‘Light for Lives’ will honour loved ones lost on anniversary of lockdown

The Church of Scotland is encouraging people of all faiths and none to light a candle in remembrance of those who have passed away in the last year on the anniversary of the first lockdown on Tuesday 23 March at 7pm.

A lit candle
People across Scotland and beyond are being encouraged to light a candle and remember those who have died and those who have been bereaved over the last 12 months.

Rev Robbie Hamilton, minister of The New Wellwynd Parish Church in Airdrie, explained that it was a chance to acknowledge a "collective sense of loss" both within local communities and at a national level.

Light for Lives

After conducting a large number of funerals throughout the year, around 35 of which were for members of his own congregation, Robbie realised that there was a need to remember both those who had died and those who have been bereaved. Working with other ministers and members within the Presbytery of Hamilton, the group came up with the 'Light For Lives' event.

"Even when we reached a death toll of 10,000 people last April I felt like the people who were left bereaved were forgotten about within the statistics," he said.

Rev Robbie Hamilton
Rev Robbie Hamilton has been involved with creating the 'Light for Lives' event

"We understand why there have been limitations - it has been what we've had to do to help people to keep safe.

"But as a minister I've known how weird it is to have just 20 people together in the church when ordinarily the church would have been packed for many of the funerals I have performed over the last year.

"We're going to go back to church as a congregation and when we look around there will be people who were there last year but have just disappeared. That's hard - not just for churches as many groups are going to face this so I think we need to join together.

"It has been soul destroying and I thought communities and the nation should really draw alongside them in some kind of tangible way.

"One of things I want to encourage people to do is if they know someone who has had a bereavement to actually specifically remember them at that time and perhaps send them a wee card saying this. I think it's so important to know you've been remembered.

"It's a small thing - it won't take a lot what we're asking people to do - but the effect of it can be significant."

An event for all

Robbie, who has lost four members of his own family over the last 12 months, has written a prayer which he hopes people can use when they light the candle, although he is keen that people with no connection to the Church of Scotland also feel able to take part.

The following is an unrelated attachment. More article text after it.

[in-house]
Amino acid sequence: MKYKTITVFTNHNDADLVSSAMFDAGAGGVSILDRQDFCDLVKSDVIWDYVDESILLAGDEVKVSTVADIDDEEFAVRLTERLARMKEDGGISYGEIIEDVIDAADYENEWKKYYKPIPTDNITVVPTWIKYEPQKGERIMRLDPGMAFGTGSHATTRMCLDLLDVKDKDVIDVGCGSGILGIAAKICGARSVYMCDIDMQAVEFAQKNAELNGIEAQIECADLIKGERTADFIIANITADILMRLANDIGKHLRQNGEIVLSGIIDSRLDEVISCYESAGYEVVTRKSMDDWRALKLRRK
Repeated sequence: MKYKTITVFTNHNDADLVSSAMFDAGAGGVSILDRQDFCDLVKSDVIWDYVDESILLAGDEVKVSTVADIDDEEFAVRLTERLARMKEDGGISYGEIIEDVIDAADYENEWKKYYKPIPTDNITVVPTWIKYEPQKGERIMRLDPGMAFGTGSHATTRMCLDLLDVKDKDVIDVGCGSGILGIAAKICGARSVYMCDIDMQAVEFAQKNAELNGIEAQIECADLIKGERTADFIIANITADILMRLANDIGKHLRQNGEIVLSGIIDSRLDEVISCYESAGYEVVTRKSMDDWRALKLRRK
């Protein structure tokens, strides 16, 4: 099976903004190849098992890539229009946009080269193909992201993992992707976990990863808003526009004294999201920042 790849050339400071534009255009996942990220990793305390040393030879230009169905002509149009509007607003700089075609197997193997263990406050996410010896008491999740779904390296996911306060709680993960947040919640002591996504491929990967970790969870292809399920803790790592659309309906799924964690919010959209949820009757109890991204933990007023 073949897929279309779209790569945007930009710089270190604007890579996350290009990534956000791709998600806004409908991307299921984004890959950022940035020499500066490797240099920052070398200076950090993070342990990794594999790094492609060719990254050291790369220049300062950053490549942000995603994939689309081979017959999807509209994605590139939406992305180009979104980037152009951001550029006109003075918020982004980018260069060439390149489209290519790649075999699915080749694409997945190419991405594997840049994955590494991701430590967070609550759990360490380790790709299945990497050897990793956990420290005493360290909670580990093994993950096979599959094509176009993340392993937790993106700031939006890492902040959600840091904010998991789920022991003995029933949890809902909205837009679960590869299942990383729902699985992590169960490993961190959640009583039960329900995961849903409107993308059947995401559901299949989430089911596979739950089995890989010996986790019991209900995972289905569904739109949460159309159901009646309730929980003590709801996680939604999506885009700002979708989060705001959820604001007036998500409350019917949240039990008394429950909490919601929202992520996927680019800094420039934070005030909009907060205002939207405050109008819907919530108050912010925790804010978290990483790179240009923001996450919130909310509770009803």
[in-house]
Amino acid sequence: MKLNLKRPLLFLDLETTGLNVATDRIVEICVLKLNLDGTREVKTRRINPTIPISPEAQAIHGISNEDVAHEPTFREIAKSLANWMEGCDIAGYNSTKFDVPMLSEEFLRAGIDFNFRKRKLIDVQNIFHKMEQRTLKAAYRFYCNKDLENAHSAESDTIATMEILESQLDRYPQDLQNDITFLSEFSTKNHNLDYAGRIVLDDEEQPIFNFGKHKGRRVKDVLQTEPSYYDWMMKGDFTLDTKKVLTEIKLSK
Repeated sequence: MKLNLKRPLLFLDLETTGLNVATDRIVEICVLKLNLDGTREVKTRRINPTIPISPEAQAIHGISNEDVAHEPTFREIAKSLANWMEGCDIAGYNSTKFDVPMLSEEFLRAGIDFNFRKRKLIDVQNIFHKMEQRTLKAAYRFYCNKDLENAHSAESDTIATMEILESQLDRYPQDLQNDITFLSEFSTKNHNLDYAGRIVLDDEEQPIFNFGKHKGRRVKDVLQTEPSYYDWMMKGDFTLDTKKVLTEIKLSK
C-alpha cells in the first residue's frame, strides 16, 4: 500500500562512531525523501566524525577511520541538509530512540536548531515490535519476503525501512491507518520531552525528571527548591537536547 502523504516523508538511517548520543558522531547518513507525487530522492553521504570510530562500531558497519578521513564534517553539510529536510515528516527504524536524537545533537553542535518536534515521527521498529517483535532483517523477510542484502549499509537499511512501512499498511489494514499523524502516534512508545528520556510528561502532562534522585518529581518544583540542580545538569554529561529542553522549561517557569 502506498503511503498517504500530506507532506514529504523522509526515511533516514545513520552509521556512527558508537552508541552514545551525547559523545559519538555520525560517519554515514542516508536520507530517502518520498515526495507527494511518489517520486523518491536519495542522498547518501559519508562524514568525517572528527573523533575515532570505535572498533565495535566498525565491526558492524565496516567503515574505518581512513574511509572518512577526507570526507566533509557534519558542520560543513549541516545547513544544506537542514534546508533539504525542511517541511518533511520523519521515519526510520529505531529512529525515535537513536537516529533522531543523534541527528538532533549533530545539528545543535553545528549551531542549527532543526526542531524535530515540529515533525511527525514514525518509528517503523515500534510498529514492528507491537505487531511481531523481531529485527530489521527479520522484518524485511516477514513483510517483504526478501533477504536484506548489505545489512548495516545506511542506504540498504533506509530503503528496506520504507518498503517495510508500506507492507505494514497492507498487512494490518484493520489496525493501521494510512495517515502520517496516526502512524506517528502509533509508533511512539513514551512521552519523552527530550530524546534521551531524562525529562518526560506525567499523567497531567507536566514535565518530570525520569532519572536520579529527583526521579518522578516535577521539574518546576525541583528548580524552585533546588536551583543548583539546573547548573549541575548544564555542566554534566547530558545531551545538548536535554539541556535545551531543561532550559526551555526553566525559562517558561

"'Light for Lives' is for people of all faiths or no faith - people don't need to use the prayer they can just remember or read a poem," he said.

"We've also created a lament based on a Psalm and set to the traditional tune 'David of the White Rock', and we're hoping that pipers might be encouraged to play it.

"We chose 7pm partly because maybe families can be together then, but also it's to recognise the darkness that's engulfed our nation and people's lives, with the candle representing a glimmer of hope; as people of faith it's a light that we can shine."

A year like no other

Rt Rev Dr Martin Fair, the Moderator of the General Assembly of the Church of Scotland, is also hoping that people across Scotland and beyond will be feel able to take part in the 'Light For Lives' initiative.

He said: "Other than those who remember the war years, this has been a year like no other - and not for good reasons.

"All of us have lost in one way or another and, of course, many have actually lost friends and loved ones, often in the most tragic circumstances.

"And yet there have been positives. Communities have come together in wonderful ways and that's exactly what light for lives is all about - all of us coming together to remember and to stand as one. I very much hope that people across the nation will participate."

People are welcome to take part using the hashtag #lightforlives on social media.

Dr Fair also signed a letter alongside other faith leaders backing Marie Curie's call for Tuesday 23 March to be a National Day of Reflection.


Lord of light and life,
where there is darkness,
let your light shine, the light that brings new life.
As we remember those who have lost their lives,
we pray...let your light shine.
As we remember those who are left, whose lives have changed,
we pray...let your light shine.
As we remember these difficult times,
we pray...let your light shine on all of us and before us to see a way through and beyond.
Let your light shine on the whole of creation today,
tomorrow and forever.
In the name of Jesus who is light and life for all.


Lord, you have been a refuge - a lament to the tune of David of the White Rock